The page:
Lin Cheung references normal, traditional, understated jewellery forms and uses standard materials and techniques, then deftly twists these conventions through subtle subversions. Her work explores the conceptual core of her medium of choice but is far from being overtly cerebral or self-referential: starting from a longstanding preoccupation with jewellery, it opens up observations concerning current affairs, gender issues and the everyday.
The show includes works made from a range of materials, such as pearls, quartz, lapis, corian, pink opal, black Belgian marble. According to the artist there is a tension between their aesthetic qualities and her will to use them to get across an idea, “a sort of total control vs total relinquishment to the sheer beauty of the material, a tussle between heart and mind.”
Carving, particularly in the case of stone, is usually associated with sculpture. The works in this show belong to three series which transpose this technique on a more intimate scale: in Delayed Reactions she translates into stone what is arguably among the most humble and volatile of jewellery forms, the badge pin; in the Keep series she makes wearable sculptures in the shape of banal, cheap objects, like the corner of a plastic bag or a napkin; in the case of the Pearl Necklaces, Cheung hand-carves and makes loops out of one of the most delicate and precious materials, freshwater pearls.
Delayed Reactions explores the paradoxes immanent to the form of the badge-pin. Does a material like stone amplify the meaning of a badge pin, making it more convincing or permanent, or would the use of ‘noble’ materials undermine its purpose? Is the form of the badge substance? Can a badge be an ornament? Instead of signifying active political affiliations or ideas, these badges transmit the feelings of perplexity, disillusionment, bewilderment and confusion that were shared by many during and after the 2016 EU referendum.
Keep is a wry look at how the artist stores and protects her own jewellery. Unceremoniously tucked in corners of plastic grip seal bags, wrapped like a slice of cake in kitchen paper, scrunched up in a tissue, folded in a handkerchief or secured with paper and an elastic band are just some of the ways the jewellery she owns and wears is stashed and stowed.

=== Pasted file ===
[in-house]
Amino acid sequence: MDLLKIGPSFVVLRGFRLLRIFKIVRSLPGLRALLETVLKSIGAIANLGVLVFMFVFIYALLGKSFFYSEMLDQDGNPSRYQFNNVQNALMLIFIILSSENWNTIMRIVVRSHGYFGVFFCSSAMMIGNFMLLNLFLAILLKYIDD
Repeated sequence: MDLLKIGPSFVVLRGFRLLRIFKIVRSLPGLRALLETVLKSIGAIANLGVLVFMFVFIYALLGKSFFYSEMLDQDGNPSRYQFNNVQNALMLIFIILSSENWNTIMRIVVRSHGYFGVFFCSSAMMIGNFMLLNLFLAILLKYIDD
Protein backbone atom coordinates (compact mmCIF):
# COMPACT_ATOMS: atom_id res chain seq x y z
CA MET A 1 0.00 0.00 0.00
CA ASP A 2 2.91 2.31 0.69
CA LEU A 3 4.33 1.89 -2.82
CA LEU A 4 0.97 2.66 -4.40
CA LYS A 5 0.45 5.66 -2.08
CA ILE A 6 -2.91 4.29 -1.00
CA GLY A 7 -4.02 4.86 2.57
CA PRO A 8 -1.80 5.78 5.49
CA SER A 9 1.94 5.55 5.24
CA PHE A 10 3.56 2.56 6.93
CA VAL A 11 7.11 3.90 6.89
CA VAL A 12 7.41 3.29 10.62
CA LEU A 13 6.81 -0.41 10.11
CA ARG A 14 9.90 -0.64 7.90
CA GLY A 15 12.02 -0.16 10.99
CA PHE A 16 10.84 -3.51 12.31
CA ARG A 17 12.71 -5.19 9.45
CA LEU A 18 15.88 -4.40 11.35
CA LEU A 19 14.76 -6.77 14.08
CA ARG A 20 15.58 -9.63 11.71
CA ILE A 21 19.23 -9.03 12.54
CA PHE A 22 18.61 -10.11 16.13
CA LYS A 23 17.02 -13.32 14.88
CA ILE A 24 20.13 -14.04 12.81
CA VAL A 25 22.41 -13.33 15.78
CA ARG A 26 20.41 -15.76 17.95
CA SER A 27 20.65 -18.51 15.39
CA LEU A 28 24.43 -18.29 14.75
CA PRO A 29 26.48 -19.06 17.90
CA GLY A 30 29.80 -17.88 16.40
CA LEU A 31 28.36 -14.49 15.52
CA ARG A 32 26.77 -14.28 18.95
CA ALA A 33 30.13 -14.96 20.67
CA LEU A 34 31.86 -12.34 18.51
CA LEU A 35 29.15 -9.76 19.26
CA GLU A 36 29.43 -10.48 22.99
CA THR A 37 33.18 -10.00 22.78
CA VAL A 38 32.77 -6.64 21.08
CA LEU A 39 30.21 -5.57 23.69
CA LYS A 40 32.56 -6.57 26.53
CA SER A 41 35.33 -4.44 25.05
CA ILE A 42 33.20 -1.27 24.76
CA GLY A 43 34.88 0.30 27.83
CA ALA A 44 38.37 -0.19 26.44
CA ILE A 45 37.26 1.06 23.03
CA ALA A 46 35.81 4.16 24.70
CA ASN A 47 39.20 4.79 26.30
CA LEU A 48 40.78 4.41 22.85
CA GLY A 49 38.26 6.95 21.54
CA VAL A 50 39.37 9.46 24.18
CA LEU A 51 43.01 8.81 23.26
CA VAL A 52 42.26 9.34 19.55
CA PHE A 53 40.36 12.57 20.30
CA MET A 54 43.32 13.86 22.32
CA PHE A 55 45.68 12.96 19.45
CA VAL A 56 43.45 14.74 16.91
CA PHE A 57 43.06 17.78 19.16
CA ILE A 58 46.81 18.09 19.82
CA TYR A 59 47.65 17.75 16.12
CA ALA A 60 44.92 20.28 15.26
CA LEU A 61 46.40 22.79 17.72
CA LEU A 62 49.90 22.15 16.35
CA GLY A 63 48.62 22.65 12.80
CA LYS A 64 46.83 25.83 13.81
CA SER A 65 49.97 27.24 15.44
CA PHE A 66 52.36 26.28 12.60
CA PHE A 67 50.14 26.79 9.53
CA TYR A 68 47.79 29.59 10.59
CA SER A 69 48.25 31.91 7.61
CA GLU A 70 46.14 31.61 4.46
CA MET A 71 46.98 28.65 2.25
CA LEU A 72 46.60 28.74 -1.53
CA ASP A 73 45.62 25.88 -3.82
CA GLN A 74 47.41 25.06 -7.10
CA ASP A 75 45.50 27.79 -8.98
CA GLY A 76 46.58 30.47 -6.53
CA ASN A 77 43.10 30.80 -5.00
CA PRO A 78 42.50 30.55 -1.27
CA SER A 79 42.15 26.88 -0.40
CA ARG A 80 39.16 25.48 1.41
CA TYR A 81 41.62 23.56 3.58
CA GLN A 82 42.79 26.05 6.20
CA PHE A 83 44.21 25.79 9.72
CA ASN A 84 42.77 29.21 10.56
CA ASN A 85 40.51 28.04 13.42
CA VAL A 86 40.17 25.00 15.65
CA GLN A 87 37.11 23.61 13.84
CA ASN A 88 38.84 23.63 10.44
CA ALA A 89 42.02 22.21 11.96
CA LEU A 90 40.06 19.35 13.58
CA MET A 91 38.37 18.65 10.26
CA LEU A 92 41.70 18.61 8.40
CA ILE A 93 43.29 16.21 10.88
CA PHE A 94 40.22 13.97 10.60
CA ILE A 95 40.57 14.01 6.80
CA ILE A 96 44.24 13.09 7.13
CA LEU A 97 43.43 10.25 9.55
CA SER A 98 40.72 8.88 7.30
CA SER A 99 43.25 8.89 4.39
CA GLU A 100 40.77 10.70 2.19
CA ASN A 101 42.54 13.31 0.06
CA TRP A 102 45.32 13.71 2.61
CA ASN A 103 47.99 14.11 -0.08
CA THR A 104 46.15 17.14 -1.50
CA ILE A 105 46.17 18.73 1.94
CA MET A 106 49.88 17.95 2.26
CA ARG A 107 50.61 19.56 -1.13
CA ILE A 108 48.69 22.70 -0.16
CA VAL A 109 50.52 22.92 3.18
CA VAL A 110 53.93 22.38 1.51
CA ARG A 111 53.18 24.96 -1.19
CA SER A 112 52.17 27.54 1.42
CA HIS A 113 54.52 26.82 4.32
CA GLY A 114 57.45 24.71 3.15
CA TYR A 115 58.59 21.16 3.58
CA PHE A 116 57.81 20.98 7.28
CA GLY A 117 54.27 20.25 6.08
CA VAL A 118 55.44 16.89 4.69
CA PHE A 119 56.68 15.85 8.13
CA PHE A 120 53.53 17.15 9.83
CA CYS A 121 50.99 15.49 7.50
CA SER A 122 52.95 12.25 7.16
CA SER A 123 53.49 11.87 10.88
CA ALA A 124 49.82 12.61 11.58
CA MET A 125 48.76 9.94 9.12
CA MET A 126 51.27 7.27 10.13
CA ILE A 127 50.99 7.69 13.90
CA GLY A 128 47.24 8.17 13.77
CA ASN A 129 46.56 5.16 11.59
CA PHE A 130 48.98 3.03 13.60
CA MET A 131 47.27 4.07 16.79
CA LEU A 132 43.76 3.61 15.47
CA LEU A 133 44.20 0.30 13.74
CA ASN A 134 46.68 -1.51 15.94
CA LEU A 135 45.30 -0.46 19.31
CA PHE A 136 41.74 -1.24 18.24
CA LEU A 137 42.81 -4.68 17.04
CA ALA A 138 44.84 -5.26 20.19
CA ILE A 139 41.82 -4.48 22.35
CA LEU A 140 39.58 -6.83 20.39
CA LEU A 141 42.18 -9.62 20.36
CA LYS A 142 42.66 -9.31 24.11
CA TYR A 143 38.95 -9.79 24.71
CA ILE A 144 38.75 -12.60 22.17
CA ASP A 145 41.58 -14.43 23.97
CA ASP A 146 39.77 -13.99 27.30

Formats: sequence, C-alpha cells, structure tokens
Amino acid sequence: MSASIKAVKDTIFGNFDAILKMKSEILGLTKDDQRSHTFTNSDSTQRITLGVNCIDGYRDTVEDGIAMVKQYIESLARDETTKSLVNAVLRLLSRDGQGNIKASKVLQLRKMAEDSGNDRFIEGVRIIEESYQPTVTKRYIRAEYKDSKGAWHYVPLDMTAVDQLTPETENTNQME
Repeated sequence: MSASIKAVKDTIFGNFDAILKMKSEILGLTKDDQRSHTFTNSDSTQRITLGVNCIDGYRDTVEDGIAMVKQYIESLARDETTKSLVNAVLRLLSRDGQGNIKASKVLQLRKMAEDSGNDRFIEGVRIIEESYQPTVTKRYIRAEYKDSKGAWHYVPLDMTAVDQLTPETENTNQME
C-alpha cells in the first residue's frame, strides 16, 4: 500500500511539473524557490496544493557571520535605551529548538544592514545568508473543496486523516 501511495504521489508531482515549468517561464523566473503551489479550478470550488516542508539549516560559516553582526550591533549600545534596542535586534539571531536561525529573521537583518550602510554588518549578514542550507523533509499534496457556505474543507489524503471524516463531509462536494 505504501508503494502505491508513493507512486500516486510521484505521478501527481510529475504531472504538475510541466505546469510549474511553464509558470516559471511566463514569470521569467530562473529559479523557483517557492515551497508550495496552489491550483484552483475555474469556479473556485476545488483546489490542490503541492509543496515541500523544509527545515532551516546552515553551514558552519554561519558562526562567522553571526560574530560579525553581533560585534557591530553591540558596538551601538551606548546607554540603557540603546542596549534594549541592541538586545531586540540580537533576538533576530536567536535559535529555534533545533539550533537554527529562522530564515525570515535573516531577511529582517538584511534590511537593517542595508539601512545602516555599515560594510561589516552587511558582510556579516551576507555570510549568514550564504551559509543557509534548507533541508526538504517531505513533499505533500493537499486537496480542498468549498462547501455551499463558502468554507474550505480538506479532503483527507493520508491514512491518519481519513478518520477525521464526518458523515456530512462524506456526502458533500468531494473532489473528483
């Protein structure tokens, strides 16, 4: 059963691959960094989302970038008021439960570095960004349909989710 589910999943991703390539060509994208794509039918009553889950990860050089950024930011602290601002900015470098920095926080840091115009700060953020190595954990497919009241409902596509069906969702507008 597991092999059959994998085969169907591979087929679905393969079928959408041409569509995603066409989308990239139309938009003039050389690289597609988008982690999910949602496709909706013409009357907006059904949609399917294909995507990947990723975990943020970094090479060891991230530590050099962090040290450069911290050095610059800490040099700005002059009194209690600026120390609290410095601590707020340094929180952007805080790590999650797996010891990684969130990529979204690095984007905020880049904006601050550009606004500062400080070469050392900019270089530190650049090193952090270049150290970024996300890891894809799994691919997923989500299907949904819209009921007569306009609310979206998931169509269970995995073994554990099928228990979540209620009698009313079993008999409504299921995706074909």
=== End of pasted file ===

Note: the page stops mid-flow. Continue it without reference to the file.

The Pearl Necklaces series started in 2016, on the occasion of the Chain exhibition at Gallery S O. The artist happened to have a very old pearl necklace given to her by her mother and decided to experiment. These seemingly old-fashioned pieces are the outcome of the almost taboo process of carving into pearls, a signifier of feminine elegance and grace, thereby complicating gender associations and unilateral conceptions of femininity. In the artist’s words: “Pearl necklaces have a distinctive character. They are everywhere, worn by our mothers, grandmothers, sisters and wives – they have universal appeal and dare I say are universally accepted because they are inoffensive, considered feminine and proper…Craft knowledge in this instance gives me power: the ability to update a tired, forgotten about pearl necklace and transform it into a wholly new piece of jewellery is to me what being a jewellery artist means: that I am not limited to the dictates of my subject, past present or future.”
Lin Cheung (Born 1971, Basingstoke, Hampshire) is a jewellery artist, designer and senior lecturer at Central Saint Martins. She graduated in 1997 from the Royal College of Art with an MA in Goldsmithing, Silversmithing, Metalwork and Jewellery. Her work was awarded an Arts Foundation Award in 2001 and a Jerwood Contemporary Makers Award in 2008. Lin Cheung was been shortlisted for the Women’s Hour Crafts Prize in 2017 and is the recipient of the prestigious Françoise van den Bosch Award 2018.
Cheung has exhibited jewellery and objects extensively throughout the UK and internationally. In 2007 she contributed an essay for the book New Directions in Jewellery 2, in 2013 she contributed to the inaugural issue of Current Obsession and in 2012 she designed the London 2012 Paralympics Games medal.
Her work is part of the collection of the Museum of Arts and Design (MAD), New York, USA; Middlesbrough Institute of Modern Art (mima), UK; The Röhsska Museum, Gothenburg, Sweden; Crafts Council, London, UK; Stedelijk Museum ‘s-Hertogenbosch, The Netherlands; Contemporary Art Society, London; The Potteries Museum & Art Gallery, Stoke-on-Trent, UK.